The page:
412 F.2d 674
John DOE, Petitioner,
DEPARTMENT OF TRANSPORTATION, FEDERAL AVIATION
ADMINISTRATION; William F. McKee, Administrator, Federal
Aviation Administration, and National Transportation Safety
Board (formerly Civil Aeronautics Board), Respondent.
United States Court of Appeals Eighth Circuit.
July 16, 1969.
Joseph R. Schlozman, Kansas City, Mo., for petitioner and filed brief and reply brief.
Arthur R. Schor, Atty., National Transportation Safety Board, Washington, D.C., for respondent; Nathaniel H. Goodrich, Gen. Counsel and John E. Marsh, Atty., Federal Aviation Administration, and Edwin L. Weisl, Jr., Asst. Atty. Gen., and Morton Hollander, Chief, Appellate Section, Dept. of Justice, Washington, D.C., on the brief with Arthur R. Schor.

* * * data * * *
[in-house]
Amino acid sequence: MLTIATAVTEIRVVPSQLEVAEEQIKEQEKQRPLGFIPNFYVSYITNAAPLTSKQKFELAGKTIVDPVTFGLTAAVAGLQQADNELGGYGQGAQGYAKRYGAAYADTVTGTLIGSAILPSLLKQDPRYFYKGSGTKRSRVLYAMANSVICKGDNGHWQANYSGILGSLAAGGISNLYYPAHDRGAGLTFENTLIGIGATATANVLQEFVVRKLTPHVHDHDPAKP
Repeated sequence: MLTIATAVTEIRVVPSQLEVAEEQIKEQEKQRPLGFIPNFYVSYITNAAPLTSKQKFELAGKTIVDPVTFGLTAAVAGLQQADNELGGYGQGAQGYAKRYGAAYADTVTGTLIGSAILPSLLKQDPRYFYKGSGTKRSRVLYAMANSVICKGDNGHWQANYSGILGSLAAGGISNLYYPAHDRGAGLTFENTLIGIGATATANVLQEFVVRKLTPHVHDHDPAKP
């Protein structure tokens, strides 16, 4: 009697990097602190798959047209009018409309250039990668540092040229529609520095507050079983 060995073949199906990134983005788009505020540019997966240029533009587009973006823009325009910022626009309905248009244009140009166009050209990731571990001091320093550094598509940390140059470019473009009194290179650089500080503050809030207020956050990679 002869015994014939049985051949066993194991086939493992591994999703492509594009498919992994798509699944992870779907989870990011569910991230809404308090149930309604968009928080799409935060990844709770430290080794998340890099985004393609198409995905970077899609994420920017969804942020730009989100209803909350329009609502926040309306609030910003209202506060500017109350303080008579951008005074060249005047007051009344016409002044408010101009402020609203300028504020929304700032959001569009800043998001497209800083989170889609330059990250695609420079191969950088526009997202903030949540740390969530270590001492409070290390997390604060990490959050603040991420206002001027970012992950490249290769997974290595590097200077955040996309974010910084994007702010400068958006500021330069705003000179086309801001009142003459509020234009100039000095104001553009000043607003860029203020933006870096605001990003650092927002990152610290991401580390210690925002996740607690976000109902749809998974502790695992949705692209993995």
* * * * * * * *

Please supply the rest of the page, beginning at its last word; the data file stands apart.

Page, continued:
Before VAN OOSTERHOUT, Chief Judge, and BLACKMUN and LAY, Circuit judges.
BLACKMUN, Circuit Judge.
The petitioner, born May 20, 1934, and for present purposes given the pseudonym of John Doe, petitions for review of an order of the National Transportation Safety Board (successor to the Civil Aeronautics Board). That order affirmed a trial examiner's decision and, specifically, the denial to the petitioner, by the Administrator of the Federal Aviation Administration, of an airman medical certificate.
The administrative remedies have been exhausted and the petition for review is appropriately here under 1006 as amended, of the Federal Aviation Act of 1958, 49 U.S.C. 1486.
The medical certificate desired by the petitioner is one of the third class (private pilot). Eligibility for this is prescribed by Part 67.17 of the Federal Aviation Regulations, 14 C.F.R. 67.17. This reads in pertinent part as follows:
'Third-class medical certificate.